166 Pages
English

Biophysical and biochemical characterisation of the SMR proteins Hsmr and EmrE [Elektronische Ressource] / Ines Lehner

-

Gain access to the library to view online
Learn more

Description

Biophysical and biochemical characterisation of the SMR Proteins Hsmr and EmrE Dissertation zur Erlangung des Doktorgrades der Naturwissenschaften vorgelegt dem Fachbereich Biochemie, Chemie, Pharmazie Institut für Biophysikalische Chemie Johann Wolfgang Goethe Universität Frankfurt am Main Zentrum für Biomolekulare Magnetische Resonanz Spektroskopie von Ines Lehner Frankfurt am Main 2008 D30 Vom Fachbereich Biochemie, Chemie und Pharmazie Johann Wolfgang Goethe Universität als Dissertation angenommen Dekan: Prof. Dr. Schwalbe Gutachter: Prof. Dr. Glaubitz Prof. Dr. Tampé Datum der Disputation: II Acknowledgments Acknowledgments I would like to thank my supervisor Prof. C. Glaubitz for the opportunity to conduct my Ph.D. thesis research in his laboratory. In particular, I am grateful for the provision of excellent laboratory conditions, support and enthusiasm for the project. I am thankful to the members of the Glaubitz group past and present. In particular I am indebted to Dr. Jakob Lopez and Daniel Basting for fruitful discussions, help with NMR experiments and python scripts. I would like to thank Dr. Frank Bernhard, Professor Dötsch and the members of the Dötsch group for providing me with several plasmids and cell free extract. I am indebted to my cooperation partners Björn Meyer, Dr.

Subjects

Informations

Published by
Published 01 January 2011
Reads 84
Language English
Document size 3 MB

Exrait

Biophysical and biochemical
characterisation of the SMR Proteins
Hsmr and EmrE










Dissertation zur Erlangung des Doktorgrades der
Naturwissenschaften

vorgelegt dem Fachbereich Biochemie, Chemie, Pharmazie
Institut für Biophysikalische Chemie
Johann Wolfgang Goethe Universität Frankfurt am Main
Zentrum für Biomolekulare Magnetische Resonanz Spektroskopie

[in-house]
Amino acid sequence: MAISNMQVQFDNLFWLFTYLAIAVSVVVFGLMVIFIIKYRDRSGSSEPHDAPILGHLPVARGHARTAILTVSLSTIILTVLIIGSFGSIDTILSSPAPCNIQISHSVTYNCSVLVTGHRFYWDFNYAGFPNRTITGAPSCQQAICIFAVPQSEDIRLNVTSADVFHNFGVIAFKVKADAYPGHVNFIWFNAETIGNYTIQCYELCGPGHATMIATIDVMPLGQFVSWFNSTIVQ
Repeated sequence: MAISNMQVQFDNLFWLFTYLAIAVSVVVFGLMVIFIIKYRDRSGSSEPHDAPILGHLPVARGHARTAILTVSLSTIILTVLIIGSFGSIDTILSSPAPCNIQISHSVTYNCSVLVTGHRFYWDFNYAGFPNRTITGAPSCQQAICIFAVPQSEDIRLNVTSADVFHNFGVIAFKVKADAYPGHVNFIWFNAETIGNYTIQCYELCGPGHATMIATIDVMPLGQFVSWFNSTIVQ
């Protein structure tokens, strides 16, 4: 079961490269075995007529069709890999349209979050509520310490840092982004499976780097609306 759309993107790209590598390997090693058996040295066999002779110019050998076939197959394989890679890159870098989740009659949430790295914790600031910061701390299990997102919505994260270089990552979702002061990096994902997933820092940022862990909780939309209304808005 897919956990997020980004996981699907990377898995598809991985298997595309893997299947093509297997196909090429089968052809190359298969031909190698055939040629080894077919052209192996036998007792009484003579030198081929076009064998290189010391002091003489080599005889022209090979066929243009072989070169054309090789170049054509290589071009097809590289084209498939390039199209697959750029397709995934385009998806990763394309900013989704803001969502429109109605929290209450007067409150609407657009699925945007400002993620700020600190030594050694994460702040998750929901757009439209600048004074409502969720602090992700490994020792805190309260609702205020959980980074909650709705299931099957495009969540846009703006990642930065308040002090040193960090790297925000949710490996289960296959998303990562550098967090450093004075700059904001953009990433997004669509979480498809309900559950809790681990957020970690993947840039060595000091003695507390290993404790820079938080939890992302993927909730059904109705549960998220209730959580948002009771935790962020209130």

von Ines Lehner
Frankfurt am Main 2008






D30





Vom Fachbereich Biochemie, Chemie und Pharmazie
Johann Wolfgang Goethe Universität als Dissertation
angenommen





Dekan: Prof. Dr. Schwalbe

Gutachter: Prof. Dr. Glaubitz
Prof. Dr. Tampé

Datum der Disputation:




















II Acknowledgments

Acknowledgments

I would like to thank my supervisor Prof. C. Glaubitz for the opportunity to conduct my
Ph.D. thesis research in his laboratory. In particular, I am grateful for the provision of
excellent laboratory conditions, support and enthusiasm for the project.

I am thankful to the members of the Glaubitz group past and present. In particular I am
indebted to Dr. Jakob Lopez and Daniel Basting for fruitful discussions, help with NMR
experiments and python scripts.

I would like to thank Dr. Frank Bernhard, Professor Dötsch and the members of the
Dötsch group for providing me with several plasmids and cell free extract.

I am indebted to my cooperation partners Björn Meyer, Dr. Karla Werner, Nina
Morgner, Dr. Winfried Haase and Dr. Vitali Vogel. Additionally I would like to thank
Dr. Chris Lu for advice regarding AUC experiments and Max Stadler for help with
solution state NMR experiments.

Prof. S. Schuldiner is acknowledged for providing several SMR protein plasmids to the
laboratory of Professor C. Glaubitz and Theofanis Manolikas is acknowledged for
providing the EmrE E25A mutant.

Finally I would like to acknowledge the financial support of this thesis provided by the
Sonderforschungsbereich 628 “Functional Membrane Proteomics” der Deutschen
Forschungsgemeinschaft.

II Abbreviations


Abbreviations

ABC adenosine triphosphate binding cassette
ac acriflavine
ADP adenosine diphosphate
APS ammonium persulfate
ATP adenosine triphosphate
AUC analytical ultracentrifugation
OG n-ß-octyl-D-glucopyranoside
bla beta lactamase
BMRB Biological Magnetic Resonance Bank
BNPAGE Blue native PAGE
BSA bovine serum albumin
bR bacteriorhodopsin
bz benzalkonium
CCCP carbonyl cyanide 3-chlorophenylhydrazone
CHAPS 3-[(3-Cholamidopropyl)dimethylammonio]propanesulfonic acid